Wednesday, 3 September 2014

When planning a unit of maths, the learning objectives are a key starting point. All teachers begin with a set of objectives, with many teachers then using success criteria as expected outcomes. I also like to use small steps of progression alongside these.

I think it is worthwhile looking at the purpose of each of them, to make the most of these linked aspects at the start of the planning process.

The maths objectives are the curriculum goals for a unit of work: what the pupils will know, understand or be able to do by the end of the unit.
They outline how the National Curriculum programmes of study have been broken down and then sequenced to make sure there is coverage, progression and continuity.  They can be relatively broad in scope and some are very similar when repeated again later in the year, with the detail of the success criteria showing the specific change in emphasis. The objectives are for you to use as a reference so that you can have a clear unit focus and so that you can identify more specific lesson objectives when planning a sequence of lessons.

The success criteria statements are formed out of these objectives, giving a clear idea of the evidence you will be looking for to identify whether your pupils have met the learning objectives.
They should be in child-friendly terms as the pupils themselves should be part of the process of assessing whether they have made progress and been successful in meeting the objectives. They also identify specific aspects to focus on from the objectives.
For example, look at this objective for a Year 4 Shape and Symmetry unit:

Compare and draw polygons and classify them by their properties

This gives the curriculum focus and goal, but it is the success criteria that helps pin-point the evidence you will be looking for when they classify shapes:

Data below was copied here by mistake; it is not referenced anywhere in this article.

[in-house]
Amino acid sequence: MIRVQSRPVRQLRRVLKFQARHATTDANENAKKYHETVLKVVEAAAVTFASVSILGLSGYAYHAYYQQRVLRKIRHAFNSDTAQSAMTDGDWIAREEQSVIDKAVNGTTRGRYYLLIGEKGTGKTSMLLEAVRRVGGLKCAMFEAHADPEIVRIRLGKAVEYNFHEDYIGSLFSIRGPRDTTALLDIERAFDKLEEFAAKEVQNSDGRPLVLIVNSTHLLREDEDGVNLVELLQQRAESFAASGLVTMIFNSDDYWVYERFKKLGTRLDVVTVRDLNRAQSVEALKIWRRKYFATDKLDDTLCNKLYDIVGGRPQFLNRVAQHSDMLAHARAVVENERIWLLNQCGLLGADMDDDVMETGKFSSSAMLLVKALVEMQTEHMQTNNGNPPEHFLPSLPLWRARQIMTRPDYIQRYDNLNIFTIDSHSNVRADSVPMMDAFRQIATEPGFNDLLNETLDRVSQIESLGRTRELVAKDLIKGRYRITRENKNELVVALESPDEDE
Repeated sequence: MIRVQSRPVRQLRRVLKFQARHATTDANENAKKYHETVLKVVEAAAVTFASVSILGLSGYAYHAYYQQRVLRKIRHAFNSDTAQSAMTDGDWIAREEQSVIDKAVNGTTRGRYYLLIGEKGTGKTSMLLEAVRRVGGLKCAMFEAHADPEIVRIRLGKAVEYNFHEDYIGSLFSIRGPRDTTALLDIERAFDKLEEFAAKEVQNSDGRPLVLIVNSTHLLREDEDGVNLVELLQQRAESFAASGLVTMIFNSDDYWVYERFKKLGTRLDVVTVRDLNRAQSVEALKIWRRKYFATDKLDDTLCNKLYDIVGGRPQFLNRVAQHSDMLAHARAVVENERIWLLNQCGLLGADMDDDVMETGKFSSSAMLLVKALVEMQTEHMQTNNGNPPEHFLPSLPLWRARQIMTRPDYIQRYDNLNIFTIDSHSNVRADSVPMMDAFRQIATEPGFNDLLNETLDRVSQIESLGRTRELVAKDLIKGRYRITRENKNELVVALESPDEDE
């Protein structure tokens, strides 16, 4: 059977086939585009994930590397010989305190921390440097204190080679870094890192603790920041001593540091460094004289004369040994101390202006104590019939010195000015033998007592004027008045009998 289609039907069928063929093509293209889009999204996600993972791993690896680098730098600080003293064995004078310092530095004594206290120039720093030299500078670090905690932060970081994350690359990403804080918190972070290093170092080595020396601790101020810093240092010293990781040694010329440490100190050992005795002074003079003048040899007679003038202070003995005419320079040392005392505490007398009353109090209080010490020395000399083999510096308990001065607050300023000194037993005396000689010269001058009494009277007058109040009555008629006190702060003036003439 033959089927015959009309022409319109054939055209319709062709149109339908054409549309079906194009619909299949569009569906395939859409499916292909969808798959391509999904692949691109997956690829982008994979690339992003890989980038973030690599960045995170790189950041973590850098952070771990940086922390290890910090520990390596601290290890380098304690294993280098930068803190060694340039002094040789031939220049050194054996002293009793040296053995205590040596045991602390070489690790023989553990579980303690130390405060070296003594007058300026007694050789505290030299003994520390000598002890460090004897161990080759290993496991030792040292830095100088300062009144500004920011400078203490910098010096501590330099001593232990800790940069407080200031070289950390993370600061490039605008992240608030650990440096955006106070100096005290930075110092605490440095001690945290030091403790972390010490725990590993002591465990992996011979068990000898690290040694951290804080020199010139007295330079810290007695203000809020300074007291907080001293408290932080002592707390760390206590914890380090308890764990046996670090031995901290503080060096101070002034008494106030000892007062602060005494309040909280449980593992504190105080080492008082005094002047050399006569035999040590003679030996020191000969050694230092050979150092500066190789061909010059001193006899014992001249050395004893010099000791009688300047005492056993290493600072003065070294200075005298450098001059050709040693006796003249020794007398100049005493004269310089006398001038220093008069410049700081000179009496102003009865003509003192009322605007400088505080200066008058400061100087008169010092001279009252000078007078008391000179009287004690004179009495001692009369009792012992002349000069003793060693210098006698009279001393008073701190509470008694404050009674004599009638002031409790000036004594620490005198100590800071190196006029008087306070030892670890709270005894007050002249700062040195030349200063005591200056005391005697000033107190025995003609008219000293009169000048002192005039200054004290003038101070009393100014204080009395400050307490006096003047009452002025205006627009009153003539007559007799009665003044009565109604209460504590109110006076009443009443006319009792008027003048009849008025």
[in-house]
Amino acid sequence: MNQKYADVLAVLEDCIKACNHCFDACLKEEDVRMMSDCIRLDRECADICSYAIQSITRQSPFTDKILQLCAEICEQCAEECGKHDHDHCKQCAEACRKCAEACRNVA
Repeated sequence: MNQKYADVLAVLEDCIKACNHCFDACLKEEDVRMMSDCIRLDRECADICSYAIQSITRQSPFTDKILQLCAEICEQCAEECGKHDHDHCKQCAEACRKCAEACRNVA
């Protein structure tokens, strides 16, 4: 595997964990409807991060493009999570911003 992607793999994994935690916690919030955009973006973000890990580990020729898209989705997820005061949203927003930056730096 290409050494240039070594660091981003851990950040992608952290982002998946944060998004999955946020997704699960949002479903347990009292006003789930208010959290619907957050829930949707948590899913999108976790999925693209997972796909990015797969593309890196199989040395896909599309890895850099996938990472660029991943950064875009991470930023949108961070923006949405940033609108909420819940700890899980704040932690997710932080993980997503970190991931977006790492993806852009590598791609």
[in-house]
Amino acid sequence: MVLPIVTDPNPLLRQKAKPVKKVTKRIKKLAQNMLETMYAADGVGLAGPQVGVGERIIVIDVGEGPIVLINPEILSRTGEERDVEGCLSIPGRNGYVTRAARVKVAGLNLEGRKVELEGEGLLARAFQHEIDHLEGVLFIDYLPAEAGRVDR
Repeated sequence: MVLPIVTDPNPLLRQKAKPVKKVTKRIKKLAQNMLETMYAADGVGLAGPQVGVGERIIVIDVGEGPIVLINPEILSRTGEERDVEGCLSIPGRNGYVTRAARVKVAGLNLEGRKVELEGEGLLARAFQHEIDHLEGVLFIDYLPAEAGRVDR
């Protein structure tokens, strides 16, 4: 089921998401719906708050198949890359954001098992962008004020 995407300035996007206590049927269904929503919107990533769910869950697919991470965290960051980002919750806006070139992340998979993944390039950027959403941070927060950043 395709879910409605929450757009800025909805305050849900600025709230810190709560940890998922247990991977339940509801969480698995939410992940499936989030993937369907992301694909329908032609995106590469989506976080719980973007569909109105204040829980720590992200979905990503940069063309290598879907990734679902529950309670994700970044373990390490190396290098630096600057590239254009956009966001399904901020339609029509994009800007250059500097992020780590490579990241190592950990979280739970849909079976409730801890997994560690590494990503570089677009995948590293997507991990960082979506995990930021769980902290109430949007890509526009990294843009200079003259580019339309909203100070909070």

I can group triangles into equilateral triangles, isosceles triangles and other triangles

So, what about the small steps of progression? These are closely linked to the objectives, but help you to fine-tune your teaching, breaking down the objectives into separate steps.

These steps show the development of a particular strand of maths, giving you a clear ‘journey’ of the early concepts or skills a child will experience, through to the more advanced expectations by the end of Y6. It aims to help with differentiation – find out where the majority of your class are pitched (in bold on the template) and then look at the previous steps for your lower attainers and the next steps for your high attaining group. Pupils are not expected to cover all the small steps in a unit, it simply identifies the steps they are likely to take, which could be just one or two in a 2-week unit. Also, maths learning is not linear – there are lots of inter-connections, so it may be that there will be steps they show good understanding of, with some gaps evident in their previous steps.

These small steps of progression are particularly effective if shared with the pupils as part of their formative assessment. They can then be ‘owners of their own learning’ as Dylan Wiliam put it – knowing the next steps to aim for or to identify any gaps in their knowledge and understanding. Schools have successfully used them as a reference sheet of steps for the pupils to have in their books at the start of a new unit, using smiley faces or a scale to record progress.

Hope this helps you pick through the differences and links between each of these. There is no doubt that identifying the learning objectives, developing the expected outcomes as success criteria and understanding the progression inherent in each maths topic is an essential part of your planning and an important feature of your ‘deep’ subject knowledge.

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